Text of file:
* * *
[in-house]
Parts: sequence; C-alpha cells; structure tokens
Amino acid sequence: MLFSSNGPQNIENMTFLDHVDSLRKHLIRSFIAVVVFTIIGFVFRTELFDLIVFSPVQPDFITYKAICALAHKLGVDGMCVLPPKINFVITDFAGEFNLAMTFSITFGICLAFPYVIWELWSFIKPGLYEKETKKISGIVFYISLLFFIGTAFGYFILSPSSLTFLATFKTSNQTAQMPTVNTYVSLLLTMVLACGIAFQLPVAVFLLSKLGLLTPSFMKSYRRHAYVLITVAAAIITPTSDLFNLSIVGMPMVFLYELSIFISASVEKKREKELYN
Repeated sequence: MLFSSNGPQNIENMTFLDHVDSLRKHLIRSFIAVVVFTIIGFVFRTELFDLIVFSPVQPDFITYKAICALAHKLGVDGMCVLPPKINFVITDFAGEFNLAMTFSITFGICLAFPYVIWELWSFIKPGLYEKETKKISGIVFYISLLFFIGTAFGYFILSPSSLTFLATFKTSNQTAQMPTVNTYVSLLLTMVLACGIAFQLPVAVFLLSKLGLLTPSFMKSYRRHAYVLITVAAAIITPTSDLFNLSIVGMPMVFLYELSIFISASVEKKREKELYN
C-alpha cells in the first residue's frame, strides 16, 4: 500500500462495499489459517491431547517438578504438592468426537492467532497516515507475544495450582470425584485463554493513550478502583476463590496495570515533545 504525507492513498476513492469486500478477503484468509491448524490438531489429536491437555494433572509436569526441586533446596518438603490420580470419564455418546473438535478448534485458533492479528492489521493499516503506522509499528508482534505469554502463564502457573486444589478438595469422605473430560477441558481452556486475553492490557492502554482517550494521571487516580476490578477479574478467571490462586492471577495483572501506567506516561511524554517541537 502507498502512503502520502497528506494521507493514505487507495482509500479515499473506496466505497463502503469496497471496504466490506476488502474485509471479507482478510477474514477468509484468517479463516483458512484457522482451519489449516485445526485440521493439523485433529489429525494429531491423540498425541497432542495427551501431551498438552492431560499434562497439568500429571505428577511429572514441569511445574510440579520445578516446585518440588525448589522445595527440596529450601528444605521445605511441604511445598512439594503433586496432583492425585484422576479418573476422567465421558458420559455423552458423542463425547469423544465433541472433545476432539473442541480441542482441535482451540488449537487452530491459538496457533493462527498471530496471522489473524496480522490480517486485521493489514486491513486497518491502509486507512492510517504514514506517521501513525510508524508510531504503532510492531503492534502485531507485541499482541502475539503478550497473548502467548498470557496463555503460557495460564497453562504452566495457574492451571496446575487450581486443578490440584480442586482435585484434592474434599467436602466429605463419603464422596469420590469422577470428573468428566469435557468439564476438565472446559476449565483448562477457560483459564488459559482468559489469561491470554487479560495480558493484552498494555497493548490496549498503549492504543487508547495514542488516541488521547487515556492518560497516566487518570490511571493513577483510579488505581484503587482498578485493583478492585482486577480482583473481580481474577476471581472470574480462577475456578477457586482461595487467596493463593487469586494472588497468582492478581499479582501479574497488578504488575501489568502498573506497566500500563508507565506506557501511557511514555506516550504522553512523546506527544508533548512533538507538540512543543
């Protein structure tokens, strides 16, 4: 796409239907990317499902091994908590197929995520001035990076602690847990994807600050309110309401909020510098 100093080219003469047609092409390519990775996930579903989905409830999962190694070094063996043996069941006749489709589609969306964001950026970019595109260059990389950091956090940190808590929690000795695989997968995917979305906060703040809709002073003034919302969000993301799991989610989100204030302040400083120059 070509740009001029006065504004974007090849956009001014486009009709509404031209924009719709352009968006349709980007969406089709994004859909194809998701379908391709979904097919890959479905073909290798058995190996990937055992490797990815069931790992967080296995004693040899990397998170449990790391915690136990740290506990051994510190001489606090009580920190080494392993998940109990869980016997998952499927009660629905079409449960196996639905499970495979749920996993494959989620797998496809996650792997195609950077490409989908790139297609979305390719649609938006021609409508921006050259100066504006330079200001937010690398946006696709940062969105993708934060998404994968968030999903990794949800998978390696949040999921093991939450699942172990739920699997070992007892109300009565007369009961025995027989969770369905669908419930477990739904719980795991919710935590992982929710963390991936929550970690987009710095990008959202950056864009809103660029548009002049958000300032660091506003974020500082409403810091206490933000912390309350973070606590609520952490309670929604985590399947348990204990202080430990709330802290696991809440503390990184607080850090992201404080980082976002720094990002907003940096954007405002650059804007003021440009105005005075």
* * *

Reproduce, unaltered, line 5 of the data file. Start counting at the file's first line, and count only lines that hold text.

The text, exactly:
C-alpha cells in the first residue's frame, strides 16, 4: 500500500462495499489459517491431547517438578504438592468426537492467532497516515507475544495450582470425584485463554493513550478502583476463590496495570515533545 504525507492513498476513492469486500478477503484468509491448524490438531489429536491437555494433572509436569526441586533446596518438603490420580470419564455418546473438535478448534485458533492479528492489521493499516503506522509499528508482534505469554502463564502457573486444589478438595469422605473430560477441558481452556486475553492490557492502554482517550494521571487516580476490578477479574478467571490462586492471577495483572501506567506516561511524554517541537 502507498502512503502520502497528506494521507493514505487507495482509500479515499473506496466505497463502503469496497471496504466490506476488502474485509471479507482478510477474514477468509484468517479463516483458512484457522482451519489449516485445526485440521493439523485433529489429525494429531491423540498425541497432542495427551501431551498438552492431560499434562497439568500429571505428577511429572514441569511445574510440579520445578516446585518440588525448589522445595527440596529450601528444605521445605511441604511445598512439594503433586496432583492425585484422576479418573476422567465421558458420559455423552458423542463425547469423544465433541472433545476432539473442541480441542482441535482451540488449537487452530491459538496457533493462527498471530496471522489473524496480522490480517486485521493489514486491513486497518491502509486507512492510517504514514506517521501513525510508524508510531504503532510492531503492534502485531507485541499482541502475539503478550497473548502467548498470557496463555503460557495460564497453562504452566495457574492451571496446575487450581486443578490440584480442586482435585484434592474434599467436602466429605463419603464422596469420590469422577470428573468428566469435557468439564476438565472446559476449565483448562477457560483459564488459559482468559489469561491470554487479560495480558493484552498494555497493548490496549498503549492504543487508547495514542488516541488521547487515556492518560497516566487518570490511571493513577483510579488505581484503587482498578485493583478492585482486577480482583473481580481474577476471581472470574480462577475456578477457586482461595487467596493463593487469586494472588497468582492478581499479582501479574497488578504488575501489568502498573506497566500500563508507565506506557501511557511514555506516550504522553512523546506527544508533548512533538507538540512543543